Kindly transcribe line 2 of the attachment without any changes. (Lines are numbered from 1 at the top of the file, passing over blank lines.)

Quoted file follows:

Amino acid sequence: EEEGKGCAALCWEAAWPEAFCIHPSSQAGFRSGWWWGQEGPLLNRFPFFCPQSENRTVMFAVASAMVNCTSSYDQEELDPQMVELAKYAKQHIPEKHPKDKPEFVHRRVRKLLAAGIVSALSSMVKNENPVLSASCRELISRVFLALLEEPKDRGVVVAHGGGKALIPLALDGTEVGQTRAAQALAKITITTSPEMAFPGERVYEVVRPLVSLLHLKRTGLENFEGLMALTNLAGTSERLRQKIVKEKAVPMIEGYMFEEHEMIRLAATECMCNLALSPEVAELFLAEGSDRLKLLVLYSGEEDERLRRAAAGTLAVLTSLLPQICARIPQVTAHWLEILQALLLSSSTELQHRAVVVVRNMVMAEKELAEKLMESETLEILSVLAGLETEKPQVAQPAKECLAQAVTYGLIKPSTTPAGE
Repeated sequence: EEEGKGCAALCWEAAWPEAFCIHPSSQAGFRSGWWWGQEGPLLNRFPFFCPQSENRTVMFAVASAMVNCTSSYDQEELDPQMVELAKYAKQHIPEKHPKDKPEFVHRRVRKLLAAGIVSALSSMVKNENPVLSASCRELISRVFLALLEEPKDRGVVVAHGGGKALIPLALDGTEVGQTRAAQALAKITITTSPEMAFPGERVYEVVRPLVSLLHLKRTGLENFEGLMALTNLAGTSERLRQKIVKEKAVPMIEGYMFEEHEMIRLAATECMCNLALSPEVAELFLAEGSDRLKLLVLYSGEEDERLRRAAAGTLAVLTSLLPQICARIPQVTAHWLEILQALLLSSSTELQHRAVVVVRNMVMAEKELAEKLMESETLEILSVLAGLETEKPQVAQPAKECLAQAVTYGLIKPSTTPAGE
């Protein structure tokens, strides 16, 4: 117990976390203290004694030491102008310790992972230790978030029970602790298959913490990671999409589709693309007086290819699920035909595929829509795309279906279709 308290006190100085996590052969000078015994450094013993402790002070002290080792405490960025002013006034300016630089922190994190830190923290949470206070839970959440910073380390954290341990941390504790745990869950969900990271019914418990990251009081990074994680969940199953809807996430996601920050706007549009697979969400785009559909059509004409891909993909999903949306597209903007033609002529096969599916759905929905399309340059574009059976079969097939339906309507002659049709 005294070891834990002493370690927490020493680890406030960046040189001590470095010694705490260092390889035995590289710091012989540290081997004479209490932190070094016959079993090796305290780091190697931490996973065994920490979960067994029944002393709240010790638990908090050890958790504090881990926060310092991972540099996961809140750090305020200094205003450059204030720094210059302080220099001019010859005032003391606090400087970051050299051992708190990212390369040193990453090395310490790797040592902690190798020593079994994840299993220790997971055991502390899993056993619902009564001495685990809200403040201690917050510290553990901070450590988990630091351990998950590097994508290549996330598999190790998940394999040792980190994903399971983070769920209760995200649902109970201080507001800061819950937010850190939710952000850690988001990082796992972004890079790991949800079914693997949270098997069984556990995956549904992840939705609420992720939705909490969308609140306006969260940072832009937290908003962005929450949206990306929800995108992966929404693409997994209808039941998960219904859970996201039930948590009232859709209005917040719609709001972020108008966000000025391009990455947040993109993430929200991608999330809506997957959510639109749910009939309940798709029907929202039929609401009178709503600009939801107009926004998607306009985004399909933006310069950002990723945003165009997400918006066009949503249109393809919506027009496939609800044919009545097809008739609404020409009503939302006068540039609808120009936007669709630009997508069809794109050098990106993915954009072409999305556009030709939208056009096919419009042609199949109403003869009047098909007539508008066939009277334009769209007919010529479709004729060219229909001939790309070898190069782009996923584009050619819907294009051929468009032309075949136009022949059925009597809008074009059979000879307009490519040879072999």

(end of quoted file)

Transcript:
Repeated sequence: EEEGKGCAALCWEAAWPEAFCIHPSSQAGFRSGWWWGQEGPLLNRFPFFCPQSENRTVMFAVASAMVNCTSSYDQEELDPQMVELAKYAKQHIPEKHPKDKPEFVHRRVRKLLAAGIVSALSSMVKNENPVLSASCRELISRVFLALLEEPKDRGVVVAHGGGKALIPLALDGTEVGQTRAAQALAKITITTSPEMAFPGERVYEVVRPLVSLLHLKRTGLENFEGLMALTNLAGTSERLRQKIVKEKAVPMIEGYMFEEHEMIRLAATECMCNLALSPEVAELFLAEGSDRLKLLVLYSGEEDERLRRAAAGTLAVLTSLLPQICARIPQVTAHWLEILQALLLSSSTELQHRAVVVVRNMVMAEKELAEKLMESETLEILSVLAGLETEKPQVAQPAKECLAQAVTYGLIKPSTTPAGE